sexual harrassment

It started in my very first job.   At least once a week, the owner of the almost billion dollar corporation I worked for, would walk up to me and drop his pencil very obviously in front of me. It was his little running joke.

“Oops, I seem to have lost my pencil.  Can you grab that for me Sam?”

Mr. CEO would start drooling and giggling as he waited for me to bend down and pick it up, hoping for a glimpse of either leg or cleavage as I was forced to bend over awkwardly in heels. 

Then there was the vice president (also from the same sleazy tech company) who approached me at the office Christmas party and talked to me about my ministry aspirations.

“Sam, I hear you are in seminary getting your masters in theology,” Mr. VP asked with an inebriated smile.

“Yes Sir, I am.”I replied.

“Wow, that’s hot.  I think we could have a religious experience together.  You could tie me up and make me say Oh God over and over.” Mr. VP raises his arms in the air and demonstrated how he would like to be tied up.

I weakly smiled at him and ran as fast as my heels could carry me to HR.  

But yesterday, oh yesterday, took the cake.  This time the comment was launched not from my own place of business, which is refreshingly drama free, but it came from a client.  And therein lays the dilemma.  You can tell a boss to go climb a tree, and threaten to report him, but how do you tell the client he’s an A-Hole?

I walked in to Mr. Client’s office with my boss for an impromptu conversation after a previous meeting nearby.  This customer was not one of my accounts, so I had zero context for the meeting and decided to keep my mouth shut and watch their interaction.  As we stood to leave, Mr. Client turned to me and launched his bomb.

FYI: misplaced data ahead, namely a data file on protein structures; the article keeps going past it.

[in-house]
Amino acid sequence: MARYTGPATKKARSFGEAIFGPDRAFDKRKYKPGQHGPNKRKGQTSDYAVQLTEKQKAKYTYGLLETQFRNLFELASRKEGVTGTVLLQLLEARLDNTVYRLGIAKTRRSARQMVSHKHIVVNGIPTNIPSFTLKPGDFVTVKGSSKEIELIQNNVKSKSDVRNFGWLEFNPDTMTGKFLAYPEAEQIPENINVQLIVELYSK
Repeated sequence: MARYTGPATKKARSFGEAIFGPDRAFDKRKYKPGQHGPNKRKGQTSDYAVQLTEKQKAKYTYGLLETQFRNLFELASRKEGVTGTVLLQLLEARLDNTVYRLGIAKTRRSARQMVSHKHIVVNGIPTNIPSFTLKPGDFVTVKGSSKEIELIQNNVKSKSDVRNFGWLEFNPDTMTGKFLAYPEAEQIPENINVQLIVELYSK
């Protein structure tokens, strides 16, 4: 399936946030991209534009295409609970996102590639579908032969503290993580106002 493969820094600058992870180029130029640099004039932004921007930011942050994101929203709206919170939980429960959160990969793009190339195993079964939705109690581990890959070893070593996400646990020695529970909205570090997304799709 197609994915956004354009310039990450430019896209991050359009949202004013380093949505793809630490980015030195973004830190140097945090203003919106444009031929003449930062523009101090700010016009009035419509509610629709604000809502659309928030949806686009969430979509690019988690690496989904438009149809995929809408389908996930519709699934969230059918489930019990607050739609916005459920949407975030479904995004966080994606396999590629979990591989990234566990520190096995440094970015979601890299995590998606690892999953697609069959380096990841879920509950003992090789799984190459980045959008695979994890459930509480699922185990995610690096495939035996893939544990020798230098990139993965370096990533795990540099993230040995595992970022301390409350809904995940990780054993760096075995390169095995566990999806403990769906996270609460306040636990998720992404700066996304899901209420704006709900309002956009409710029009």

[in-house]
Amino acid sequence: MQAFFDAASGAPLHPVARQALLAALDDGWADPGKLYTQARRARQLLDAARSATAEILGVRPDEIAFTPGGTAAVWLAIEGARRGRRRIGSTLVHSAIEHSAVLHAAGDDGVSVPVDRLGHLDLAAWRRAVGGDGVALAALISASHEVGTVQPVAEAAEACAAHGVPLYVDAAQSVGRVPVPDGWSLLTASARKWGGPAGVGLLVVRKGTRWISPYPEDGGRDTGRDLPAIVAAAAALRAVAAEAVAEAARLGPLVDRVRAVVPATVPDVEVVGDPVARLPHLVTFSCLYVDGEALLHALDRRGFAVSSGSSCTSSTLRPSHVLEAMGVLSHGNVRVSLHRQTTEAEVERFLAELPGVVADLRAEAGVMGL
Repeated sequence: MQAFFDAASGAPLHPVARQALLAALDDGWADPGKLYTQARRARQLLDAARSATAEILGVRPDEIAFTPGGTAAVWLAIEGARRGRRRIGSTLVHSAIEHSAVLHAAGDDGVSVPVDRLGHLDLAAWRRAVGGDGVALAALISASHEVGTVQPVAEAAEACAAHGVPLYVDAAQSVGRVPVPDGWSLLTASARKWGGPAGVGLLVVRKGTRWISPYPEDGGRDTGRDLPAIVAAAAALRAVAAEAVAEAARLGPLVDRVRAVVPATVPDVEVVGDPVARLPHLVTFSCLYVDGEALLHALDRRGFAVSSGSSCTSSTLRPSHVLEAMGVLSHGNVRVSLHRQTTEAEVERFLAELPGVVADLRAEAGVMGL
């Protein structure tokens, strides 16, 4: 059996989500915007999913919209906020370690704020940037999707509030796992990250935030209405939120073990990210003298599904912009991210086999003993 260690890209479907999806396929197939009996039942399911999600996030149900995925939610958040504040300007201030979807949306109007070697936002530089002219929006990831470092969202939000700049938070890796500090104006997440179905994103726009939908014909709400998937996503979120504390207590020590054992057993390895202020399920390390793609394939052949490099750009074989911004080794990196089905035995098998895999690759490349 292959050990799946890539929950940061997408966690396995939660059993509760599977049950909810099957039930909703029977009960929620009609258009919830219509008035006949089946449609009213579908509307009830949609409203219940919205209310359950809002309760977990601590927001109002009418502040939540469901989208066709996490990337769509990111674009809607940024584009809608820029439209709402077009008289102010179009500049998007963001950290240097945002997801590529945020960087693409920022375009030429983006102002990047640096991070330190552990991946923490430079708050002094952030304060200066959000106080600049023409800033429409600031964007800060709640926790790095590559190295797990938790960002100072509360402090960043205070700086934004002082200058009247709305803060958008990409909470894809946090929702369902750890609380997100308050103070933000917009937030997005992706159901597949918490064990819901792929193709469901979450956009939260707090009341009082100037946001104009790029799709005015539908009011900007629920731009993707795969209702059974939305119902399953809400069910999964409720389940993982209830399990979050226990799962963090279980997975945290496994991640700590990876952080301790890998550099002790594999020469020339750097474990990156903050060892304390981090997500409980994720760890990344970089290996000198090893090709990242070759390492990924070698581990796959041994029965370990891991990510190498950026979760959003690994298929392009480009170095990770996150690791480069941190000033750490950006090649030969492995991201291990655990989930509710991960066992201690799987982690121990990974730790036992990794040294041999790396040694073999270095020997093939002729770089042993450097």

“You certainly contributed to the conversation.  So, is this what you do all day?  Do you drive your boss around and let him sit in the backseat and make calls.  Is that your job?”  He dangled his keys in front of my nose as he leered at me and insinuated that I was my boss’s very personal assistant and valet.

Anger surged deep within my spirit and I bit my tongue until it bled.  I glared at him, thought about the consequences of telling him off, and then stomped out the door. 

The problem with harassment is it goes hand in hand with the feeling of entrapment.  It feels like you are screwed however you approach the situation.  If you make a big deal about it and go for the jugular, you lose credibility in your field and become one of those red flag people.   Or conversely, if you ignore it, the situation can escalate and lead to bigger problems.

With my first company, I documented and reported the incidents with the temporary HR person, who was then replaced by a more appropriate candidate who looked the other way at the corporate bigwig’s mischief. It goes without saying that certain companies are experts in managing their image, no matter how debaucherous it is.

I often wonder how many of these incidents go unreported in the workplace and I imagine women, and yes… even men have to figure out appropriate boundaries with inappropriate people every day.  I also presume that until more people call attention to this issue, jerks like the one I encountered yesterday will continue to be unchecked power-hungry JACKWAGONS (and yes…that felt good to vent).

I take some delight in pondering the perfect comeback to drop on this guy if I should happen to cross his path again.  Or, I guess I could simply mention his name and company on the internet.  (Just saying…)

Comments

  1. Tim Keller says:

    You could let me know his name and place of employment and I could pay him a visit…

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